If you follow Tailor & Barber on Instagram (and hopefully you do!), you probably know that one of my favorite shaving brushes fell apart on me a few months ago. Luckily, with some help from my readers and a little marine epoxy, I was able to fix my Semogue 1305. Be sure to read why I love this brush so much. Fortunately, while I was figuring out what to do with the broken brush, I was forced out of my comfort zone. I say fortunately because, like any other traditional wet shaver out there, I have my favorite products that I love to use; however, I need to constantly try new products for the purposes of this blog and personal enjoyment, but sometimes I get stuck in a rut. When my Semogue 1305 broke, and I shifted most of my shaves over to two other brushes. One of these brushes happened to be another Semogue product, the Semogue 620.
The blessing in disguise of the broken 1305 was the chance to really dig into another brush. I had certainly used the Semogue 620 before, but not with enough frequency to truly break it in. Boar brushes, unlike badger brushes, require some use before they reach their potential. If you were to make a pros and cons list for buying a boar brush over a badger brush, the top point on the pros side would be the level of quality received for a small expenditure. While the top point on the cons side would probably be the break-in period. Anyway, I now had the opportunity to run the 620 through its paces.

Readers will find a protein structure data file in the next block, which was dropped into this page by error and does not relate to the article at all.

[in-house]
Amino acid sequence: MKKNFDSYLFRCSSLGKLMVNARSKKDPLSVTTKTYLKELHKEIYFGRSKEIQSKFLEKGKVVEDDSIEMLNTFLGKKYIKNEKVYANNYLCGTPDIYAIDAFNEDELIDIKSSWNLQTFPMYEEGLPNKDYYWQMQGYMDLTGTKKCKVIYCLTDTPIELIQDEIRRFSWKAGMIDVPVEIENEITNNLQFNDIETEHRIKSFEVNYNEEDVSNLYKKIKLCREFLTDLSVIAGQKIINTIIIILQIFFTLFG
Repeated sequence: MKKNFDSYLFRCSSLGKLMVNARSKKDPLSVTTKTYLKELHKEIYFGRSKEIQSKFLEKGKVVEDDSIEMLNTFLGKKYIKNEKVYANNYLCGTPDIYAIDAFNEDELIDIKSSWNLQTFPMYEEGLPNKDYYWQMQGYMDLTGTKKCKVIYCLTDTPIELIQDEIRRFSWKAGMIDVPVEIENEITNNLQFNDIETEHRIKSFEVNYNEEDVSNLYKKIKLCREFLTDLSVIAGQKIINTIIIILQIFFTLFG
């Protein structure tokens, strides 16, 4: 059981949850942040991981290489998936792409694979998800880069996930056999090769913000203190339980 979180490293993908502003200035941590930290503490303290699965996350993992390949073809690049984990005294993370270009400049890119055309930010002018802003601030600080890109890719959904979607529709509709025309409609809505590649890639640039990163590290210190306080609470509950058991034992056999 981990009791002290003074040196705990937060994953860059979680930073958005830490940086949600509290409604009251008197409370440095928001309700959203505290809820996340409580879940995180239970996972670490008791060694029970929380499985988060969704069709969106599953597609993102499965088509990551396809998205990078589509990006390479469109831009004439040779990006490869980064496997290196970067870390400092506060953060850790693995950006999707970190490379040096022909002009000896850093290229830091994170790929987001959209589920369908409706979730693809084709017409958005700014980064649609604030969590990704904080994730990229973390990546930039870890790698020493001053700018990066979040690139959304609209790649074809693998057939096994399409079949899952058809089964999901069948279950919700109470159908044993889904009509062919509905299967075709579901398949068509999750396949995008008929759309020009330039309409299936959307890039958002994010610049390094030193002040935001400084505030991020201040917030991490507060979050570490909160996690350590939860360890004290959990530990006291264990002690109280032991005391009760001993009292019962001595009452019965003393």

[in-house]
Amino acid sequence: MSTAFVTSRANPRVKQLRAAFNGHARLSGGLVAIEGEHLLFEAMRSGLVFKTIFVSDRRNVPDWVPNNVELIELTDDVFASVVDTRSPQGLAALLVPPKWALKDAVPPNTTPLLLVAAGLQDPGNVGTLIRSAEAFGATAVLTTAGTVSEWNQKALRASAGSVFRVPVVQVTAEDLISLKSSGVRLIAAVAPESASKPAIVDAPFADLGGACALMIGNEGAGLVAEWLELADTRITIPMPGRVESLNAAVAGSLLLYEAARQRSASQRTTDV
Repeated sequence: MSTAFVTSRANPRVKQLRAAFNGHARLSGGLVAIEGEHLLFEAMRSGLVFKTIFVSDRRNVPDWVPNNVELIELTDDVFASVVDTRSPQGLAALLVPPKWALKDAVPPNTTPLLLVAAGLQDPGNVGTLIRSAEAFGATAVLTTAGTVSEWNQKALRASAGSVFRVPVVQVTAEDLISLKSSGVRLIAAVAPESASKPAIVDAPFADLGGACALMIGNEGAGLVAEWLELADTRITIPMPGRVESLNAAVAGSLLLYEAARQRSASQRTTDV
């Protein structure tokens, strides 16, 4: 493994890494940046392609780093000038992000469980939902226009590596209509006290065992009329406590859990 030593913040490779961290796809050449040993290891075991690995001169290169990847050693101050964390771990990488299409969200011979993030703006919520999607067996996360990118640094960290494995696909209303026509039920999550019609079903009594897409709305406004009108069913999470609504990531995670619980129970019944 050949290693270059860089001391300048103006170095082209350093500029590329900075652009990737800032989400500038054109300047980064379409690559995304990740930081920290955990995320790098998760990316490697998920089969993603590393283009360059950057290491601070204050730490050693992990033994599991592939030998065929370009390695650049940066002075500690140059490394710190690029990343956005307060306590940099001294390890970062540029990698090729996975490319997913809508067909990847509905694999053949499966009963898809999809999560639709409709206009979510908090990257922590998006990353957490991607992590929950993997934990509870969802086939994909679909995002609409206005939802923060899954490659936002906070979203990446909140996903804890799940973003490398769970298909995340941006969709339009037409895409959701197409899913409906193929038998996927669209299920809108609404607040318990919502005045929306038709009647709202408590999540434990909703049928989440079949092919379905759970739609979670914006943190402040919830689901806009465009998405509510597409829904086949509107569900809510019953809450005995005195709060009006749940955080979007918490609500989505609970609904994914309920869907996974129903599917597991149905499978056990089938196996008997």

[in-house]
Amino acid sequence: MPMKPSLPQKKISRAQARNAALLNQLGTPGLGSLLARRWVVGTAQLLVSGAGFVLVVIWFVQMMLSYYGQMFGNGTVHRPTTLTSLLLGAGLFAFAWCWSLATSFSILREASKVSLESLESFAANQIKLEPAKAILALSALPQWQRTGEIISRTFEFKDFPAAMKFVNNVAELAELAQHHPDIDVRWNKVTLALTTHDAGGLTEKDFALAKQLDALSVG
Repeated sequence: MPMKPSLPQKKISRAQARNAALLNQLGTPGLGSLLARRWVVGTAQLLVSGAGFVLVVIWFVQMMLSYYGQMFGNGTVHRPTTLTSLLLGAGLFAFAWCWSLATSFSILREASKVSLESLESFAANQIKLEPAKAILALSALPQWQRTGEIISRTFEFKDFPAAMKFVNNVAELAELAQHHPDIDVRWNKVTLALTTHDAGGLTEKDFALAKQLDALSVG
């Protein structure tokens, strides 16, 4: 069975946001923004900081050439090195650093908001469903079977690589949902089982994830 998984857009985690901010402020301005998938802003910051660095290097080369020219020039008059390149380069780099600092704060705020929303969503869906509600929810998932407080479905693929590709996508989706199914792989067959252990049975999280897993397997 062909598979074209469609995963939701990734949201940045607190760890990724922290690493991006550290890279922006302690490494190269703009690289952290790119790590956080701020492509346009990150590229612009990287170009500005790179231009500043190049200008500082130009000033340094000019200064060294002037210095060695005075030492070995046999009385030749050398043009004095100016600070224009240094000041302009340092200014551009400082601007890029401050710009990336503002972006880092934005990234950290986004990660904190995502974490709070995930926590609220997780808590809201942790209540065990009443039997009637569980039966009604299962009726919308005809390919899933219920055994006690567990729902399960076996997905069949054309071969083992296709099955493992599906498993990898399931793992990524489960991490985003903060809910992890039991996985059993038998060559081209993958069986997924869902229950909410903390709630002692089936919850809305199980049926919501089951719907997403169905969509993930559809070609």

The particulars I found out about the Semogue 620 are threefold. First, and I’m not going to bury the lead here, I like the Semogue 1305 better. Now that’s not to say that I don’t like the 620, but I personally get better results (i.e. more lather, easier lather) with the 1305. After reading about some of the other Semogue brushes online, in conjunction with my experiences, it seems the like the more preferred Semogue brushes are the ones with lofts above fifty-five millimeters like the 1305, 1800 and 2000. “Loft” is a fancy way of saying “the height of the bristles”. However, the Semogue 620 does have a place in my shaving cabinet. The second piece i noticed about the brush was its performance with triple-milled hard soaps. This is where the brush really shined. The shorter bristles (fifty millimeters) provided a really strong backbone to help beat up my Taylor of Old Bond Street Sandalwood and D.R. Harris “Marlborough” shaving soaps. Finally, I love the handle. The handle is only forty-three millimeters tall, and more of a “Chubby” style, unlike the 1305 which is fifty-three millimeters. This sized handle gave me tremendous control over building and applying my lather.
I do not think the Semogue 620 should be your first shaving brush. It probably shouldn’t even be your first Semogue. However, it is a quality shaving brush, built by hand for an incredible price, and it should, someday, find its way into your rotation. Just wait until you’re in the experimental phase of product buying, instead of the learning phase.